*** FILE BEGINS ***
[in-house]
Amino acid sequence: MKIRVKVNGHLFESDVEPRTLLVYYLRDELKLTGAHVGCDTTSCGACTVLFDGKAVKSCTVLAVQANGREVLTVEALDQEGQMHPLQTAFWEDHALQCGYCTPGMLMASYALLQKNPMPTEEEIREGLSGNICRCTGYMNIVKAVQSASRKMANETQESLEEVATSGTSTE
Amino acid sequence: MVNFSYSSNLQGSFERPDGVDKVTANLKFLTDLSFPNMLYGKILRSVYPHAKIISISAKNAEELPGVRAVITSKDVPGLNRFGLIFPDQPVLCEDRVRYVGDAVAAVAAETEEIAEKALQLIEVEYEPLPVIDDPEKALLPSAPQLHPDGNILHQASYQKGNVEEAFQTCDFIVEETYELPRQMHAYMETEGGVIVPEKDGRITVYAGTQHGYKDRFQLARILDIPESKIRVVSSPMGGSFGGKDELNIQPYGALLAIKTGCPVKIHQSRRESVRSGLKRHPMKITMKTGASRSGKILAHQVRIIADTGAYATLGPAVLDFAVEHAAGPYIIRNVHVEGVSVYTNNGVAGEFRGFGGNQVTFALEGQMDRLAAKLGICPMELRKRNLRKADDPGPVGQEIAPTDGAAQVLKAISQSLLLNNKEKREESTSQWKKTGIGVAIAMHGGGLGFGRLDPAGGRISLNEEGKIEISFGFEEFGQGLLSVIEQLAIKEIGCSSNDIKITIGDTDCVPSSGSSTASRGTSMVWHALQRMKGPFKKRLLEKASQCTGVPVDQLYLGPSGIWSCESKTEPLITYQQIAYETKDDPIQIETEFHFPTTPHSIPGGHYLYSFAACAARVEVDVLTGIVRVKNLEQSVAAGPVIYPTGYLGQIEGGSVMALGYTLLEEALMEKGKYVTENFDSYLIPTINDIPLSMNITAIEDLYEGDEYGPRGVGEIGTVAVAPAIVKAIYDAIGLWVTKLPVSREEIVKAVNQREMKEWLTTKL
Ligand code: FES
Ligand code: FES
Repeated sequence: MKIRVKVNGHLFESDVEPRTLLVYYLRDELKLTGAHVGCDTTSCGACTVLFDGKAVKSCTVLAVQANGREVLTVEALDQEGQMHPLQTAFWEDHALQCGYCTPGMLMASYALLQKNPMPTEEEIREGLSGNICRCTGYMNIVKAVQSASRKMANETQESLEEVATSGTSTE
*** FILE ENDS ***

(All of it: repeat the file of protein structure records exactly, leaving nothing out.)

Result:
[in-house]
Amino acid sequence: MKIRVKVNGHLFESDVEPRTLLVYYLRDELKLTGAHVGCDTTSCGACTVLFDGKAVKSCTVLAVQANGREVLTVEALDQEGQMHPLQTAFWEDHALQCGYCTPGMLMASYALLQKNPMPTEEEIREGLSGNICRCTGYMNIVKAVQSASRKMANETQESLEEVATSGTSTE
Amino acid sequence: MVNFSYSSNLQGSFERPDGVDKVTANLKFLTDLSFPNMLYGKILRSVYPHAKIISISAKNAEELPGVRAVITSKDVPGLNRFGLIFPDQPVLCEDRVRYVGDAVAAVAAETEEIAEKALQLIEVEYEPLPVIDDPEKALLPSAPQLHPDGNILHQASYQKGNVEEAFQTCDFIVEETYELPRQMHAYMETEGGVIVPEKDGRITVYAGTQHGYKDRFQLARILDIPESKIRVVSSPMGGSFGGKDELNIQPYGALLAIKTGCPVKIHQSRRESVRSGLKRHPMKITMKTGASRSGKILAHQVRIIADTGAYATLGPAVLDFAVEHAAGPYIIRNVHVEGVSVYTNNGVAGEFRGFGGNQVTFALEGQMDRLAAKLGICPMELRKRNLRKADDPGPVGQEIAPTDGAAQVLKAISQSLLLNNKEKREESTSQWKKTGIGVAIAMHGGGLGFGRLDPAGGRISLNEEGKIEISFGFEEFGQGLLSVIEQLAIKEIGCSSNDIKITIGDTDCVPSSGSSTASRGTSMVWHALQRMKGPFKKRLLEKASQCTGVPVDQLYLGPSGIWSCESKTEPLITYQQIAYETKDDPIQIETEFHFPTTPHSIPGGHYLYSFAACAARVEVDVLTGIVRVKNLEQSVAAGPVIYPTGYLGQIEGGSVMALGYTLLEEALMEKGKYVTENFDSYLIPTINDIPLSMNITAIEDLYEGDEYGPRGVGEIGTVAVAPAIVKAIYDAIGLWVTKLPVSREEIVKAVNQREMKEWLTTKL
Ligand code: FES
Ligand code: FES
Repeated sequence: MKIRVKVNGHLFESDVEPRTLLVYYLRDELKLTGAHVGCDTTSCGACTVLFDGKAVKSCTVLAVQANGREVLTVEALDQEGQMHPLQTAFWEDHALQCGYCTPGMLMASYALLQKNPMPTEEEIREGLSGNICRCTGYMNIVKAVQSASRKMANETQESLEEVATSGTSTE